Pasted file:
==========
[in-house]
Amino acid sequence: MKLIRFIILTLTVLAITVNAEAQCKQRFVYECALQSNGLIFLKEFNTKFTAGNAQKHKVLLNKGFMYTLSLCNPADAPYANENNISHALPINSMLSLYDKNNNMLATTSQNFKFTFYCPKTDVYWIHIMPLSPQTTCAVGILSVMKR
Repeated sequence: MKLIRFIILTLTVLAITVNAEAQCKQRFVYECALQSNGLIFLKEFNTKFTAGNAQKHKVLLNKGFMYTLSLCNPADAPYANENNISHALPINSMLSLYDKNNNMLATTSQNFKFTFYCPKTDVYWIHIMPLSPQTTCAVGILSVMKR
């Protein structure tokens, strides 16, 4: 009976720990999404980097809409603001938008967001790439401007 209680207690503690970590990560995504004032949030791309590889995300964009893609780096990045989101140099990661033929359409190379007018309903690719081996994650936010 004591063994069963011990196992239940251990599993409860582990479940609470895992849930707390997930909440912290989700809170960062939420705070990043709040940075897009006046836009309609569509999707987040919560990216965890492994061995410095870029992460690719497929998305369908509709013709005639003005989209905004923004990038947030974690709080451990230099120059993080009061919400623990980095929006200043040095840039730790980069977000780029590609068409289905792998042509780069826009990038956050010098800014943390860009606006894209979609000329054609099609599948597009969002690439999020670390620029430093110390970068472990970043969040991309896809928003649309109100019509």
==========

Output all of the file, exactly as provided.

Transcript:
[in-house]
Amino acid sequence: MKLIRFIILTLTVLAITVNAEAQCKQRFVYECALQSNGLIFLKEFNTKFTAGNAQKHKVLLNKGFMYTLSLCNPADAPYANENNISHALPINSMLSLYDKNNNMLATTSQNFKFTFYCPKTDVYWIHIMPLSPQTTCAVGILSVMKR
Repeated sequence: MKLIRFIILTLTVLAITVNAEAQCKQRFVYECALQSNGLIFLKEFNTKFTAGNAQKHKVLLNKGFMYTLSLCNPADAPYANENNISHALPINSMLSLYDKNNNMLATTSQNFKFTFYCPKTDVYWIHIMPLSPQTTCAVGILSVMKR
């Protein structure tokens, strides 16, 4: 009976720990999404980097809409603001938008967001790439401007 209680207690503690970590990560995504004032949030791309590889995300964009893609780096990045989101140099990661033929359409190379007018309903690719081996994650936010 004591063994069963011990196992239940251990599993409860582990479940609470895992849930707390997930909440912290989700809170960062939420705070990043709040940075897009006046836009309609569509999707987040919560990216965890492994061995410095870029992460690719497929998305369908509709013709005639003005989209905004923004990038947030974690709080451990230099120059993080009061919400623990980095929006200043040095840039730790980069977000780029590609068409289905792998042509780069826009990038956050010098800014943390860009606006894209979609000329054609099609599948597009969002690439999020670390620029430093110390970068472990970043969040991309896809928003649309109100019509």